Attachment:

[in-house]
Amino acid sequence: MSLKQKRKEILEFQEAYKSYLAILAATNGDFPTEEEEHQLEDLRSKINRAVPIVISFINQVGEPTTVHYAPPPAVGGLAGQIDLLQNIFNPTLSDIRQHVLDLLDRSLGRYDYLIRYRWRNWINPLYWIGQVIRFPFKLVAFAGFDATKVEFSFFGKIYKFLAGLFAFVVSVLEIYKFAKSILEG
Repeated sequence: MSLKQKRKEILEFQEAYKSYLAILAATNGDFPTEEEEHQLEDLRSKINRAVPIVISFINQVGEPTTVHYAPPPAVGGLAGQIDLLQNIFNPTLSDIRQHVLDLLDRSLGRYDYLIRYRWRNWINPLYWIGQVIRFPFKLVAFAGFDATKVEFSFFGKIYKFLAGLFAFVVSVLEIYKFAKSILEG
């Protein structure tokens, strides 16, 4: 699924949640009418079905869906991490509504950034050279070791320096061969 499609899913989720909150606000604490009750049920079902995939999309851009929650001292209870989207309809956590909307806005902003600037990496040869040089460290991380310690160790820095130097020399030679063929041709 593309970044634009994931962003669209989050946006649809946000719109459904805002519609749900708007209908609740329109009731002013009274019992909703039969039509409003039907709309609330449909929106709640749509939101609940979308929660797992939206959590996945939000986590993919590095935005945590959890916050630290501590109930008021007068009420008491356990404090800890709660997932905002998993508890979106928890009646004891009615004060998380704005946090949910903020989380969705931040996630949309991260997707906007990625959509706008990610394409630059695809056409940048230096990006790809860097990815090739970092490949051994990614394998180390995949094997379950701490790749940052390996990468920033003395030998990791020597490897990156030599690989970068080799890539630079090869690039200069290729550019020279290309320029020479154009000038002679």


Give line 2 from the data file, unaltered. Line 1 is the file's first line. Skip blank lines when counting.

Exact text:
Amino acid sequence: MSLKQKRKEILEFQEAYKSYLAILAATNGDFPTEEEEHQLEDLRSKINRAVPIVISFINQVGEPTTVHYAPPPAVGGLAGQIDLLQNIFNPTLSDIRQHVLDLLDRSLGRYDYLIRYRWRNWINPLYWIGQVIRFPFKLVAFAGFDATKVEFSFFGKIYKFLAGLFAFVVSVLEIYKFAKSILEG